dewis choice initiative

Designed by older people, for older people.

Dewis Choice is the first dedicated older people’s Initiative. The Initiative is unique, comprising service and research strands.

What is the dewis choice initiative?

The service focusses on providing client-led informed choice during all stages of the help-seeking and justice-seeking journey, during crisis incidents, safety planning and recovery. We prioritise a co-ordinated community response and our service is embedded into safeguarding structures within the communities we work in within Wales. We provide intensive support for people aged 60 years and over, including those who identify as LGBTQ+, and those living with dementia. We aim to also to support family members and families of choice, where it is safe to do so. When appropriate we will work with harmers or alleged perpetrators. 

How is the Dewis Choice service delivered?

We are the first service to integrate safeguarding and domestic abuse procedures for older victims, following recommendations in our earlier research. In line with the Social Services and Wellbeing Act 2014, the Violence Against Women, Domestic Abuse and Sexual Violence Act 2015 and the Wellbeing and Future Generations Act 2015 the Dewis Choice Service integrates justice with wellbeing and support. Many of our clients require an integrated response, incorporating civil, criminal, and occasionally restorative elements.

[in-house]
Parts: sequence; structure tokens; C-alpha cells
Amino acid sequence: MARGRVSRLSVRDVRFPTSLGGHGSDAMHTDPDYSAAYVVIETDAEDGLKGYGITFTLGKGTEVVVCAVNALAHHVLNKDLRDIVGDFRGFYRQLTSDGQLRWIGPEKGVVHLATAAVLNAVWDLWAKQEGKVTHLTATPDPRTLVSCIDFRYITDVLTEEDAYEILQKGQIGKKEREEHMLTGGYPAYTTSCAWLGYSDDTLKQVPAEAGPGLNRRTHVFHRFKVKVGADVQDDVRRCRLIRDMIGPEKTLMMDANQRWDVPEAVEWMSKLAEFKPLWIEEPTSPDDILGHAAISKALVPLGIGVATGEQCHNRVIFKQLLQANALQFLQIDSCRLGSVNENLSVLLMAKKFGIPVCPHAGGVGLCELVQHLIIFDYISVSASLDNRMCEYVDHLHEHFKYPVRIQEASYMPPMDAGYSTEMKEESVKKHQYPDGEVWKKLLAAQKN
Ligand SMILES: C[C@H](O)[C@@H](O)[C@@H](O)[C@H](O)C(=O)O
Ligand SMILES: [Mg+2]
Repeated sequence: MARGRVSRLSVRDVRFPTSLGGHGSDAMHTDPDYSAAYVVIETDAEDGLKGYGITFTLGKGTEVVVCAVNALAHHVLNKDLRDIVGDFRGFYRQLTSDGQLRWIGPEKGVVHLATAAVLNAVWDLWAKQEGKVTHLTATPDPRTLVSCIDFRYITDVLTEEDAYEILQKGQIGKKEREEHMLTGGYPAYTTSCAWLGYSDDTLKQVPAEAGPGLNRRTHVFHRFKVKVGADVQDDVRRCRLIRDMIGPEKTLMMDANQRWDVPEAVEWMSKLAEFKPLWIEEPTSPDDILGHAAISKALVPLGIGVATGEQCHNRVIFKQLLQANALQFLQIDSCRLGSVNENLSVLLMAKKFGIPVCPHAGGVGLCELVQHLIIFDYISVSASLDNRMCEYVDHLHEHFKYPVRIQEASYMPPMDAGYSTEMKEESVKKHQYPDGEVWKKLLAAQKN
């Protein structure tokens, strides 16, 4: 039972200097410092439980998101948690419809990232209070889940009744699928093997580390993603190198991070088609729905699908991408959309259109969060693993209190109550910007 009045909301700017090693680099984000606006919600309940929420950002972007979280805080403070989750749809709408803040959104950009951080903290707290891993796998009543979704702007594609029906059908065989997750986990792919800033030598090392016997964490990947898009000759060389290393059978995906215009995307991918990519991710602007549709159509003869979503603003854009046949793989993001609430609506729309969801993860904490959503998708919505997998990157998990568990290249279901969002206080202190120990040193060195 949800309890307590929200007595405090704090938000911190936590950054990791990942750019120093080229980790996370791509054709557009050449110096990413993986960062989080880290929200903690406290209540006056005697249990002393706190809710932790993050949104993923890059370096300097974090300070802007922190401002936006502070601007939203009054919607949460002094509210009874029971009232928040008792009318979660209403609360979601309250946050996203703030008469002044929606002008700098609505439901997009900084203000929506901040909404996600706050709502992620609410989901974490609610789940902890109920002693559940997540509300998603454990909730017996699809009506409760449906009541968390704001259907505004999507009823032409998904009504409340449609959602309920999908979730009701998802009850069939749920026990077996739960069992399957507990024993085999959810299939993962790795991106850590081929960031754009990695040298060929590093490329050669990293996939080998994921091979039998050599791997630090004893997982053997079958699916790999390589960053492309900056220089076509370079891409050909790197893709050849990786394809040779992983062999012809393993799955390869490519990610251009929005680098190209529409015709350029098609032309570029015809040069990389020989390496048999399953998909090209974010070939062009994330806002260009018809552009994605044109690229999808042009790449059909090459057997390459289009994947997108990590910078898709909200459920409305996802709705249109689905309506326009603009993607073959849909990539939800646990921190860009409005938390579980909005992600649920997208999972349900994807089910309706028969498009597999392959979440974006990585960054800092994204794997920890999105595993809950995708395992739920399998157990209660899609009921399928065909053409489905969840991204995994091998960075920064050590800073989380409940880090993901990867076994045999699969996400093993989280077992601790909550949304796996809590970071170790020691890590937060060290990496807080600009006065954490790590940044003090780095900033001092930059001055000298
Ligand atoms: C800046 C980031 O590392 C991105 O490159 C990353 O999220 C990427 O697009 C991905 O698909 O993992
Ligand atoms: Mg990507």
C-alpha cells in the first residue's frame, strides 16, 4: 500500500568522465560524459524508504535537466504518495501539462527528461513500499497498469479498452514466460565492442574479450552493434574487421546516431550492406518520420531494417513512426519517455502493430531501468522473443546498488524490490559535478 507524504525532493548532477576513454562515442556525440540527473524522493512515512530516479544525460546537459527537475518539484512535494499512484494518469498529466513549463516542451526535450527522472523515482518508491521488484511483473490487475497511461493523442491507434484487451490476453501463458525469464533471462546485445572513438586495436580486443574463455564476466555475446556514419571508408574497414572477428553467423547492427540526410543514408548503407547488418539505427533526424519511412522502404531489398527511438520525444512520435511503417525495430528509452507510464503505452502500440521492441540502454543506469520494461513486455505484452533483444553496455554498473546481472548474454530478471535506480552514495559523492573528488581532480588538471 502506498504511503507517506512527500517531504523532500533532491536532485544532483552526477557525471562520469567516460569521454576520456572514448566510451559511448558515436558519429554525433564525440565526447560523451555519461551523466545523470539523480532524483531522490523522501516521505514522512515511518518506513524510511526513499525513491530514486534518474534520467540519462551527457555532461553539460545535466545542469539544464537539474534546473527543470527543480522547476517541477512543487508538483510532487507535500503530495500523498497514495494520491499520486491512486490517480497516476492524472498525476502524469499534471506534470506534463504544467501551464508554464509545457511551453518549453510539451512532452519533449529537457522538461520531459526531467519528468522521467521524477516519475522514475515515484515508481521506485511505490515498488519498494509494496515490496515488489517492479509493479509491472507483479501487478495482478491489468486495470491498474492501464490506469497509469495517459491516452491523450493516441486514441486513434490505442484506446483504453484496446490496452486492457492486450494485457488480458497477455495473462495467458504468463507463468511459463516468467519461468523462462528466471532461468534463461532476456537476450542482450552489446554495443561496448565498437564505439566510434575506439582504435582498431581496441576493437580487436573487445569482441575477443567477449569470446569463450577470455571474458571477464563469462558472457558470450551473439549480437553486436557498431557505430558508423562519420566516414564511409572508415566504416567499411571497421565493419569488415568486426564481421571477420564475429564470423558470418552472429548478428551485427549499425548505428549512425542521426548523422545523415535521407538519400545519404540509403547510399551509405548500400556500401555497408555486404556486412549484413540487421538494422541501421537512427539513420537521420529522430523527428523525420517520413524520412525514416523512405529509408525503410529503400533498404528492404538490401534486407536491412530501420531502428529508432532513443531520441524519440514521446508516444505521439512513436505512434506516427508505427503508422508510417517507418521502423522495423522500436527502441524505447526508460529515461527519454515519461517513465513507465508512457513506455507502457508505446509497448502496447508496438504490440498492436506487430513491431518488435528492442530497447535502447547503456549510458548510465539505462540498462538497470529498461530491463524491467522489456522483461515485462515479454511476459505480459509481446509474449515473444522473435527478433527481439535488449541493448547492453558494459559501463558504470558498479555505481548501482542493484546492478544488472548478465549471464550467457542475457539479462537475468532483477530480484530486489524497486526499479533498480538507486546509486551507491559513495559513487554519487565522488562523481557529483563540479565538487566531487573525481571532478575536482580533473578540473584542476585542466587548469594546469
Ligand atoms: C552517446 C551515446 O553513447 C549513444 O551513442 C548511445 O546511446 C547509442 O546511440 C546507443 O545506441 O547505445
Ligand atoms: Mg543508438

The service model has continuously developed to reflect the feedback from older clients and to ensure we deliver a client-led service.

The service personnel compromises of Choice Support Workers who are Independent Domestic and Sexual Violence Advisor trained , accredited Choice Wellbeing Practitioners, and a Service Development Lead and Trainer.

How does the research link in?

The research involves a longitudinal prospective study capturing the voices of our clients who volunteer to share their journey and their experience of services with us. The rich in-depth data has helped to inform our publications, training, guidance and the development of short films, podcasts, and practitioner toolkits. We have also sought the views of practitioners, communities and academics through individual interviews or focus groups, online and face-to-face.   

The diagram below outlines how the research and service elements run in parallel to each other and aim to provide a guide to the pathway. 

Centre For Age Gender and Social Justice
Exit mobile version